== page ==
Classical Music 101: Keeping time doesn't necessarily mean sticking to a beat
We also don’t read aloud much, if ever, so even the natural rhythms of language and speech are not really natural in a big, 21st century city.
Video: Kristian Bezuidenhout explains the differences between the fortepiano and modern piano in Toronto
Ahead of the first of four concerts with Tafelmusik in his Toronto début this week, fortepiano master Kristian Bezuidenhout eloquently answered questions about what makes his instrument different from a modern concert grand.
Classical Music 101: I will never know much, but at least I hope to learn something
Whether a person is making it or listening to it, music is like the clichéd river whose waters are different every time one steps into it.
Choosing the right instrument is much easier and much more difficult that many people believe
By John Terauds on September 29, 2013
Sherkin’s was a Steingraeber & Söhne baby grand, a high-end piano packed with goodies to raise the highest of brows. Thanks to his sponsor, Grand Piano House Inc., he will have a full concert-size instrument to work with whenever he plays at the Jane Mallett Theatre this season.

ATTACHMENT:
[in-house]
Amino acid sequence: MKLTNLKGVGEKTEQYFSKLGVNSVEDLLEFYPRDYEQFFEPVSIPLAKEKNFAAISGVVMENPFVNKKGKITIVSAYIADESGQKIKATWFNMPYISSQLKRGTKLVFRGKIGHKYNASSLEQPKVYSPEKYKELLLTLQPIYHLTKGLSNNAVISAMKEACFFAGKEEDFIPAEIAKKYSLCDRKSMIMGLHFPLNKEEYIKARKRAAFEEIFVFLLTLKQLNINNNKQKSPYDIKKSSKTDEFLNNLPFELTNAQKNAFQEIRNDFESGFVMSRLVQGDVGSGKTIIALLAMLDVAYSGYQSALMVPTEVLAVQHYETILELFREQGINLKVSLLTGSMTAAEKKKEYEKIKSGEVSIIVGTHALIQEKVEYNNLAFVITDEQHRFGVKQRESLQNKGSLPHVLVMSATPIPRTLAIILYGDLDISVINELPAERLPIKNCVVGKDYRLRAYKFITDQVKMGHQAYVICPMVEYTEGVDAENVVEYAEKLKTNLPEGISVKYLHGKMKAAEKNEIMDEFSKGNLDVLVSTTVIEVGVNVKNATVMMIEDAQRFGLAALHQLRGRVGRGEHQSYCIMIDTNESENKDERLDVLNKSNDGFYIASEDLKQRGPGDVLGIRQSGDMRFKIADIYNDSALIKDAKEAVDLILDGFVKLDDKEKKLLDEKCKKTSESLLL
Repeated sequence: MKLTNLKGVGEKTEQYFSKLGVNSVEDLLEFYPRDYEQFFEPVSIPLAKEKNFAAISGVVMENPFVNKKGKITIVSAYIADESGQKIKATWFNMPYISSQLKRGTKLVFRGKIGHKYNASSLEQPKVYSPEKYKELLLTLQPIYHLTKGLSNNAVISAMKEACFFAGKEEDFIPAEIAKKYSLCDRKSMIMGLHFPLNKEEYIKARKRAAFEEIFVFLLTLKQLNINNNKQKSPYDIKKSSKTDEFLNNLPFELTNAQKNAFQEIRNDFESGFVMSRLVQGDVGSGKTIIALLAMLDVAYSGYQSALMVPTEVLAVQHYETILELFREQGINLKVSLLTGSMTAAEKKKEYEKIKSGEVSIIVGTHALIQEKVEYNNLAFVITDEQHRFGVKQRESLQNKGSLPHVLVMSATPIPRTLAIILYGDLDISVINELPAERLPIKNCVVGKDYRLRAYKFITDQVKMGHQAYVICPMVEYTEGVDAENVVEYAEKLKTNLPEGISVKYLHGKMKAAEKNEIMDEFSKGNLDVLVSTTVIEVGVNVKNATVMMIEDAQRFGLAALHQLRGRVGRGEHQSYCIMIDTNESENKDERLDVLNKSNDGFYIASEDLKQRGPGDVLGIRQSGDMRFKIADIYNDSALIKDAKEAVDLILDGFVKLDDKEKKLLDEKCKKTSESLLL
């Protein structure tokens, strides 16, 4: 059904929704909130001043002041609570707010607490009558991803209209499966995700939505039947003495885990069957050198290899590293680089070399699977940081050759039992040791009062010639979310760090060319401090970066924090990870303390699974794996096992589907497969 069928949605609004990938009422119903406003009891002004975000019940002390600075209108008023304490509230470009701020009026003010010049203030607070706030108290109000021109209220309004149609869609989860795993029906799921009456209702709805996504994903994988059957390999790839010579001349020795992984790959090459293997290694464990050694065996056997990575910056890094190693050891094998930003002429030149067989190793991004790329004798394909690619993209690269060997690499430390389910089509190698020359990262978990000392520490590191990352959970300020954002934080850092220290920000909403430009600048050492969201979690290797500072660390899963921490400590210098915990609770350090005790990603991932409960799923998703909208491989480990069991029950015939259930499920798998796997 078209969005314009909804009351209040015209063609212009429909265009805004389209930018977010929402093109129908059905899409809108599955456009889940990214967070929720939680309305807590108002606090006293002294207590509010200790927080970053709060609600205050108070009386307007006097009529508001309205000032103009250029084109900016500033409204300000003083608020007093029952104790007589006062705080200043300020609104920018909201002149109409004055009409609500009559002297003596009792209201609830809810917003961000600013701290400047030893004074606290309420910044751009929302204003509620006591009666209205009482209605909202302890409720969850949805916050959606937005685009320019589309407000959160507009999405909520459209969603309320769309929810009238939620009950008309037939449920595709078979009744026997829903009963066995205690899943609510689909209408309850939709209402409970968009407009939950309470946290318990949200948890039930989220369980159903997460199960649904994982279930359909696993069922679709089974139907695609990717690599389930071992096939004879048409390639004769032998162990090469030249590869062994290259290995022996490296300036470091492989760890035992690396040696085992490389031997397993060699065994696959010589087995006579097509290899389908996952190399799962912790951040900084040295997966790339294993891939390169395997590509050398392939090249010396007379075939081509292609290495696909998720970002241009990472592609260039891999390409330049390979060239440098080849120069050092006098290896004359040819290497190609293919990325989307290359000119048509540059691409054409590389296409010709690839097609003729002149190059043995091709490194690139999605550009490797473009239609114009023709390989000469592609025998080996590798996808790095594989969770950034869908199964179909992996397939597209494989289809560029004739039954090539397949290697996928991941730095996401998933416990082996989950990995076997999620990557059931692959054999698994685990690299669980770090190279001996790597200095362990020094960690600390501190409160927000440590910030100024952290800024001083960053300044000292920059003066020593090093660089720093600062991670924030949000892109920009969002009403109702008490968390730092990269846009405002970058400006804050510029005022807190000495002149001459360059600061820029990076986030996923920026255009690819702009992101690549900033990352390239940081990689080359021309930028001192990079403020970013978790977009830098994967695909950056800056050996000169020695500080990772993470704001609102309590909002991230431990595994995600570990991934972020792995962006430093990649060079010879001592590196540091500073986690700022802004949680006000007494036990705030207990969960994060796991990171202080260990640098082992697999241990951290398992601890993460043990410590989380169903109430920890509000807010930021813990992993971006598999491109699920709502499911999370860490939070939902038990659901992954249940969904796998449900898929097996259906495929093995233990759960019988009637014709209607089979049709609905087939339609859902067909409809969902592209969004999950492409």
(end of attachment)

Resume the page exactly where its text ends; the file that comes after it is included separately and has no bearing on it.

CBC Radio 2 host Paolo Pietropaolo fêted for excellent series on the keys of music
By John Terauds on September 26, 2013
CBC Radio 2 In Concert host Paolo Pietropaolo has won his second Prix Italia for the Signature Series, his compelling, accessible and entertaining ongoing series on the character of each key in Western music.
Classical Music 101: To realise or to interpret?
By John Terauds on September 22, 2013
Classical musicians are taught that, with any piece not attached to a living composer, there is a performance tradition to follow in each act of interpretation. Each composer, style and period imposes certain parameters of convention and taste — even in instances where all we have are diary entries and broad sketches to provide clues about the practices of yore.
Banff Day 1: Old speaks to new as 10 string quartets begin competing this afternoon
Torontonian Tamara Bernstein explains it all in an essay included in the competition programme, where Banff competition director Barry Schiffman recalls the day when he and fellow St Lawrence String Quartet founding violinist Geoff Nuttall listened to a recording of quartets by Joseph Haydn performed on period instruments by Austrians, the Quatuor Mosaïques.
Take a moment to smell the polyphonic roses with English Renaissance composer Thomas Tallis
Tallis’s music has had a small bump in notoriety over the past couple of years as that motet, Spem in alium, is also part of the soundtrack to amorous adventures in Fifty Shades of Grey.
Classical Music 101: A guide to the subtler charms of a string orchestra in a noisy age
A visit to Bob Shingleton’s excellent blog, On an Overgrown Path, has inspired a little ode to the charms of the string orchestra, a deceptively simple-seeming collection of violins, violas, cellos and double-basses.